Mr. Hill was a big, strong African American man teaching elementary school in Florida in the 1970s. I’m sure that, in itself, had its challenges. His larger-than-life presence was enough to scare us at that age and he was the only male teacher I had until middle school. He was both nurturing and warm but he had the ability to scare the bejesus out of you with his intensity. He was also one of the best teachers I had in all my years of public schooling.
I remember he loved math. He taught us well — not to memorize numbers and equations but to understand how and why the equations worked. He made us all feel, no matter how much we struggled, that we could all learn. We were all individuals and our feelings and our experiences mattered. He never treated us like a bunch of bothersome kids he was stuck with for an entire year.
Mr. Hill taught us our subjects and he also related them to life. Which bring me back to the poem.
The poem is William Ernest Hensley’s Invictus. As it turns out, it is not only considered to be one of the best poems ever written by many, it is also considered highly controversial in some circles.
Out of the night that covers me,
Black as the Pit from pole to pole,
I thank whatever gods may be
For my unconquerable soul.
In the fell clutch of circumstance
I have not winced nor cried aloud.
Under the bludgeonings of chance
My head is bloody, but unbowed.
Beyond this place of wrath and tears
Looms but the Horror of the shade,
And yet the menace of the years
Finds, and shall find, me unafraid.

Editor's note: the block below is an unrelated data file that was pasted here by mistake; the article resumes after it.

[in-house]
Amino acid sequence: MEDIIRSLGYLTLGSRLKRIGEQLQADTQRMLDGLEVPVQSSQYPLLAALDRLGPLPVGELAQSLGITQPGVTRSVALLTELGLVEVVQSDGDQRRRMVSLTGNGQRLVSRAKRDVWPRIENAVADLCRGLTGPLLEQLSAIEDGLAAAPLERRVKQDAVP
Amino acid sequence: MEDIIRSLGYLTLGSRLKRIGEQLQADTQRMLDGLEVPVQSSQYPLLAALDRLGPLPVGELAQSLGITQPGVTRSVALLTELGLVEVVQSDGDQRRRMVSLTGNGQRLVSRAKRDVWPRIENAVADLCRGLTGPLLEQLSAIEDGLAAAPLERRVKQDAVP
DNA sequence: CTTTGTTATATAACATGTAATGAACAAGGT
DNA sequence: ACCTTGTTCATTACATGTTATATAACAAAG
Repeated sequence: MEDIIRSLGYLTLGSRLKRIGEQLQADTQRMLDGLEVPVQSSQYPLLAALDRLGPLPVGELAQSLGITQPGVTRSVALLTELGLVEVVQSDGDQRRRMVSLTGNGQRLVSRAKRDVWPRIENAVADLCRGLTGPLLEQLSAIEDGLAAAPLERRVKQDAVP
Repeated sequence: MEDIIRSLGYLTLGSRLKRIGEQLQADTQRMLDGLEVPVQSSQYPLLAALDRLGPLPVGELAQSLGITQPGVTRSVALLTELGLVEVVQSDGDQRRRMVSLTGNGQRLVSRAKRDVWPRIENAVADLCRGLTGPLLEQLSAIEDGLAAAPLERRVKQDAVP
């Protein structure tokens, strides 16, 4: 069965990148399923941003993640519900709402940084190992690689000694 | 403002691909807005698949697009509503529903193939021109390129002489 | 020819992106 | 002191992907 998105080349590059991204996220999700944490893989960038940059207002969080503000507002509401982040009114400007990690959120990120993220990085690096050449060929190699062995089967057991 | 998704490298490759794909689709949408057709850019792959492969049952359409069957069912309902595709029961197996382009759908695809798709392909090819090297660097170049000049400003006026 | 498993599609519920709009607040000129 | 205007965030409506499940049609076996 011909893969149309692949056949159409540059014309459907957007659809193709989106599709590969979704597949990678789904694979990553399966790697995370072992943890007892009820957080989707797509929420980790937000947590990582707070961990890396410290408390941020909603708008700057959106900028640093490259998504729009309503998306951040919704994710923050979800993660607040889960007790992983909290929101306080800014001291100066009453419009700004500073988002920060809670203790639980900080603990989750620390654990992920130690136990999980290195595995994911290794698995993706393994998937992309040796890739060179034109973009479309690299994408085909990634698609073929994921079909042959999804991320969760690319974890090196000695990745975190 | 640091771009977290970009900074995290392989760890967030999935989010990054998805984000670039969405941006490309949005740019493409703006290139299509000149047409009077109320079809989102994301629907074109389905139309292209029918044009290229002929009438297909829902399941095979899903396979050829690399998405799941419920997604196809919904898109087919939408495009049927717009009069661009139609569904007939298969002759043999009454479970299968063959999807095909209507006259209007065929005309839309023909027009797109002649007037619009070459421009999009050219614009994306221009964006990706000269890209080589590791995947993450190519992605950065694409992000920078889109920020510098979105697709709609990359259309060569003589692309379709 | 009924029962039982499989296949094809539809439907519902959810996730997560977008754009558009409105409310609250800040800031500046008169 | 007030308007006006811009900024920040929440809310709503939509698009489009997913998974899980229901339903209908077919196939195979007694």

It matters not how strait the gate,
How charged with punishments the scroll.
I am the master of my fate:
I am the captain of my soul.
— William Ernest Hensley
Choosing that poem for fourth graders, is pretty extraordinary by today’s standards. Even though I didn’t understand the whole poem then as I am able to do today, I did understand that last phrase. It has popped into my thoughts repeatedly throughout my life.
Today, we undervalue the importance of true learning in the classroom. Students aren’t taught how to think. We undervalue great teachers that go beyond the rigid curriculum to teach students morals and responsibility. Most of them are gone now.
Today we simply medicate unruly kids that need focus and guidance. We discourage the question why — or any original thought. Individuality is frowned upon. Just do it has replaced how and why we do it. We aren’t relating studies to real life. We definitely aren’t nurturing life-long learners.
That’s not education.
I guess I was lucky.